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Mechanisms of Succession in Natural Communities and Their Role in Community Stability and Organization

Joseph H. Connell and Ralph O. Slatyer
The American Naturalist
Vol. 111, No. 982 (Nov. - Dec., 1977), pp. 1119-1144
Stable URL: http://www.jstor.org/stable/2460259
Page Count: 26
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Mechanisms of Succession in Natural Communities and Their Role in Community Stability and Organization
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Abstract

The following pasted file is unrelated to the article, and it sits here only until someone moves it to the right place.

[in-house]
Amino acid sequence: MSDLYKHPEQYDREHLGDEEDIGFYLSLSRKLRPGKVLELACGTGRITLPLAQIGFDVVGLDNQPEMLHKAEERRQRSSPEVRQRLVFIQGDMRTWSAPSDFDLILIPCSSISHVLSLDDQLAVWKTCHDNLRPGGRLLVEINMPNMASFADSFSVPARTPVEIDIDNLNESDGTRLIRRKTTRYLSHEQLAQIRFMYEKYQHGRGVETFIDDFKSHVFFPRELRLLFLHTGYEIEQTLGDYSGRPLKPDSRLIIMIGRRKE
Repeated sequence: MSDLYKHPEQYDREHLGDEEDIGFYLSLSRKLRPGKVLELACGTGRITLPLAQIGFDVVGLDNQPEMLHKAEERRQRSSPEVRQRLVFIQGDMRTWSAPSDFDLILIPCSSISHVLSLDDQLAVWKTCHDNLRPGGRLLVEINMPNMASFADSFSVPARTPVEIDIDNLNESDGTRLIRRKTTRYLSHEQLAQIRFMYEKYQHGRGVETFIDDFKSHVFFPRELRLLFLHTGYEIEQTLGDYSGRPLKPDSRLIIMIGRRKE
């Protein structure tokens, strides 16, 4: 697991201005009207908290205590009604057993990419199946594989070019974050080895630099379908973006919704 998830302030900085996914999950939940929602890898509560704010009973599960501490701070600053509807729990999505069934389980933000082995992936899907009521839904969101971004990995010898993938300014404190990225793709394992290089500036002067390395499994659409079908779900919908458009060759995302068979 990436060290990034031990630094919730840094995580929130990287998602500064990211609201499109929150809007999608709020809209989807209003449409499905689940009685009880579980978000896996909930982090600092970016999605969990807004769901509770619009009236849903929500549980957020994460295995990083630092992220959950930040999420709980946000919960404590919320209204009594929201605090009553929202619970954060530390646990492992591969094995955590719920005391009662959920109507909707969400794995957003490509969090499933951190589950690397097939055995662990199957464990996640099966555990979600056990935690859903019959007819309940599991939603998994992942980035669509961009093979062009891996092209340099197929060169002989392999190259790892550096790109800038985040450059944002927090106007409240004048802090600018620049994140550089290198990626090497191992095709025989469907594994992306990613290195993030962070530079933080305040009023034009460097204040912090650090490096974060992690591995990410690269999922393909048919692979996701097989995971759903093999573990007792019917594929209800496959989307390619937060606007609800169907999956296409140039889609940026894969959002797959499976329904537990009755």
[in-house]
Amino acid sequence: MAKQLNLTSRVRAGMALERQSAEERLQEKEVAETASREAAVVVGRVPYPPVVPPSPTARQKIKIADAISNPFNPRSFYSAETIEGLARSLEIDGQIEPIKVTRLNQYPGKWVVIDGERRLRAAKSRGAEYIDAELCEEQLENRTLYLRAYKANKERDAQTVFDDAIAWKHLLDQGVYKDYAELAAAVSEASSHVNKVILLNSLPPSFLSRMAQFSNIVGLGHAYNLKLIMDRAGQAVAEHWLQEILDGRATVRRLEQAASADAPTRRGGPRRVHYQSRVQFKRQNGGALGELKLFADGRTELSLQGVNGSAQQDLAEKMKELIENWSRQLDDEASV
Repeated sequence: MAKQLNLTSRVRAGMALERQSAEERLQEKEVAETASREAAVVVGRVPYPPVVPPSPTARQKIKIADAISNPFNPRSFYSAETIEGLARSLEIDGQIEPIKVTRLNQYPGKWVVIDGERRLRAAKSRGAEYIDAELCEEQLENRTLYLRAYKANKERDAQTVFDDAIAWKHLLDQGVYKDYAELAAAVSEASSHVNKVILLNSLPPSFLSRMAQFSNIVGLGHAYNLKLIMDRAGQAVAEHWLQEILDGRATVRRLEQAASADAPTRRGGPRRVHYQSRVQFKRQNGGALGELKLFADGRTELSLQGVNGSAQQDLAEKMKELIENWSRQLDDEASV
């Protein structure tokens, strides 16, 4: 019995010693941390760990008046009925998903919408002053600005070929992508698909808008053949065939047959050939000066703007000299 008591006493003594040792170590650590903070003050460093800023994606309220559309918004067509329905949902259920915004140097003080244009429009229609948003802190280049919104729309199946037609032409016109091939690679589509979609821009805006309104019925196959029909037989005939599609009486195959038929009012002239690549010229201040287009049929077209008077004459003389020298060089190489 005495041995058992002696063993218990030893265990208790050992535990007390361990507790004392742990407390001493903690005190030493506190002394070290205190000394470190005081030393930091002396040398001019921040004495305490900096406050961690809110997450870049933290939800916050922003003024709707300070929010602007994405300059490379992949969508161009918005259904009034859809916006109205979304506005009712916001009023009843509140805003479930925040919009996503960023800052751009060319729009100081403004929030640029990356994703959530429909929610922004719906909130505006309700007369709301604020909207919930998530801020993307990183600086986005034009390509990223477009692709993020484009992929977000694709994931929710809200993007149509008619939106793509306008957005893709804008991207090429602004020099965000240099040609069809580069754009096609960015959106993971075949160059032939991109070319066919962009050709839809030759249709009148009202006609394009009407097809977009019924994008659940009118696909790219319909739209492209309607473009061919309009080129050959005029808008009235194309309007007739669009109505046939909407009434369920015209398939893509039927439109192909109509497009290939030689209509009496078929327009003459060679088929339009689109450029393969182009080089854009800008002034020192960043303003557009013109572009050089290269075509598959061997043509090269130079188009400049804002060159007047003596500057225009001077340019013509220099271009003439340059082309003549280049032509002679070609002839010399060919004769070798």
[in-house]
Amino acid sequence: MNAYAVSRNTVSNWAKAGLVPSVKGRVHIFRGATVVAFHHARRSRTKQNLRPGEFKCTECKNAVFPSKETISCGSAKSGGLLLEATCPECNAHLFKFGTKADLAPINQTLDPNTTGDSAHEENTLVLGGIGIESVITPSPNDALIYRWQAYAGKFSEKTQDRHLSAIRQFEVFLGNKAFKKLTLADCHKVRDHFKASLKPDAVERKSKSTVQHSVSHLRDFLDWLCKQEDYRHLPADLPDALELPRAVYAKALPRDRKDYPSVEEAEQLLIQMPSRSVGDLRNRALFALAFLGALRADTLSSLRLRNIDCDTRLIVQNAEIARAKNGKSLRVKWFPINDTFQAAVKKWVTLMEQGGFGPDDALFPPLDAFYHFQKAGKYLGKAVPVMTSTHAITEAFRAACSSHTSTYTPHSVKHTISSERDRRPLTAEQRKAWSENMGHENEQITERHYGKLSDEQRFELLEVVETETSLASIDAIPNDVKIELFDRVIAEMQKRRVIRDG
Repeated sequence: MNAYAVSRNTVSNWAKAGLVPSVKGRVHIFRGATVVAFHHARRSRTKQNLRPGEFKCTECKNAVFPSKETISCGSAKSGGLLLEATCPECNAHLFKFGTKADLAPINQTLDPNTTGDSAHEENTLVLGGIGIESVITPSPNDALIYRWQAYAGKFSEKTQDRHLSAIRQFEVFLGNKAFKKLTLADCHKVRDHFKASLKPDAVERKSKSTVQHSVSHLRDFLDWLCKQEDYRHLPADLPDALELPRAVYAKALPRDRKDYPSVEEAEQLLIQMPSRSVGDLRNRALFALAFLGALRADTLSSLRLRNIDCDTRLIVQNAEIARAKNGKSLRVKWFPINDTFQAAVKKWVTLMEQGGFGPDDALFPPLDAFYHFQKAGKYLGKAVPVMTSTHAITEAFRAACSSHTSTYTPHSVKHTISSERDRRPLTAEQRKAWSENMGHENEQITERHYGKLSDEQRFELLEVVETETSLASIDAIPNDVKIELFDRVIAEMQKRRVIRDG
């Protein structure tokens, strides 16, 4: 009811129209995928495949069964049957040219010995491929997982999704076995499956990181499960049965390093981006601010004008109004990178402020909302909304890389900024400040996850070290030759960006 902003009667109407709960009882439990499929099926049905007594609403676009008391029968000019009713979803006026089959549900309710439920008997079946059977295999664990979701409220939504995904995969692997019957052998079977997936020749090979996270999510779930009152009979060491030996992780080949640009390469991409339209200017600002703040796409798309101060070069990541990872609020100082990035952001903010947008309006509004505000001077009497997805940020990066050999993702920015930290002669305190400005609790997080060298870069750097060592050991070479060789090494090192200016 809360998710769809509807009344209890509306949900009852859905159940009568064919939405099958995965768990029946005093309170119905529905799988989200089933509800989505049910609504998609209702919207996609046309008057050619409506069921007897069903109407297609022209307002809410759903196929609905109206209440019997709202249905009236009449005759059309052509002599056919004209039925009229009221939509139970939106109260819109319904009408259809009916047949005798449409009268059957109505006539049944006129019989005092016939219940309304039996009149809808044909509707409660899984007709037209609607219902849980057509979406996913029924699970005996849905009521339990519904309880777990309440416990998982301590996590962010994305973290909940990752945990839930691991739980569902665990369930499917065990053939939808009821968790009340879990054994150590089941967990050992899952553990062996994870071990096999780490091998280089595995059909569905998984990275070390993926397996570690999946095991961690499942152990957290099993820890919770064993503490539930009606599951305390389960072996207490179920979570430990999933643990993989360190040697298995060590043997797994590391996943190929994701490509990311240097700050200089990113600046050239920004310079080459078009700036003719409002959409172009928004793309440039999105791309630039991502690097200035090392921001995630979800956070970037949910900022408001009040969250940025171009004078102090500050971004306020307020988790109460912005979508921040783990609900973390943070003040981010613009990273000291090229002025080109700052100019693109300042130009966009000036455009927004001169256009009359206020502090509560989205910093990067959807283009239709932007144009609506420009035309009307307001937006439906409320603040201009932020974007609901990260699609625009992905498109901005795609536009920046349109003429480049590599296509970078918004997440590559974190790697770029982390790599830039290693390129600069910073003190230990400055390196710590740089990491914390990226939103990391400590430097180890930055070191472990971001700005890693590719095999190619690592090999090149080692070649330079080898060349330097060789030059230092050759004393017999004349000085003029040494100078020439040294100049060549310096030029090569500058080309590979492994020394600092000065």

The sequence of species observed after a relatively large space is opened up is a consequence of the following mechanisms. "Opportunist" species with broad dispersal powers and rapid growth to maturity usually arrive first and occupy empty space. These species cannot invade and grow in the presence of adults of their own or other species. Several alternative mechanisms may then determine which species replace these early occupants. Three models of such mechanisms have been proposed. The first "facilitation" model suggests that the entry and growth of the later species is dependent upon the earlier species "preparing the ground"; only after this can later species colonize. Evidence in support of this model applies mainly to certain primary successions and in heterotrophic succession. A second "tolerance" model suggests that a predictable sequence is produced by the existence of species that have evolved different strategies for exploiting resources. Later species will be those able to tolerate lower levels of resources than earlier ones. Thus they can invade and grow to maturity in the presence of those that preceded them. At present there exists little evidence in support of this model. A third "inhibition" model suggests that all species resist invasions of competitors. The first occupants preempt the space and will continue to exclude or inhibit later colonists until the former die or are damaged, thus releasing resources. Only then can later colonists reach maturity. A considerable body of evidence exists in support of this model. In the majority of natural communities succession is frequently interrupted by major disturbances, such as fires, storms, insect plagues, etc., starting the process all over again. However, if not interrupted, it eventually reaches a stage in which further change is on a small scale as individuals die and are replaced. The pattern of these changes will depend upon whether individuals are more likely to be replaced by a member of their own or another species. If the former, stability will be assured. However, in terrestrial communities, conditions in the soil in the immediate vicinity of long-lived plants may become modified in such a way that offspring of the same species are much less favored than those of other species. A likely cause is the buildup of host-specific pathogenic soil organisms near a long-lived plant. In this case, the species at each local site keep changing, producing local instability. Whether the average species composition of the whole tract does not change, exhibiting global stability, or whether it keeps changing has not yet been decided for any natural community.

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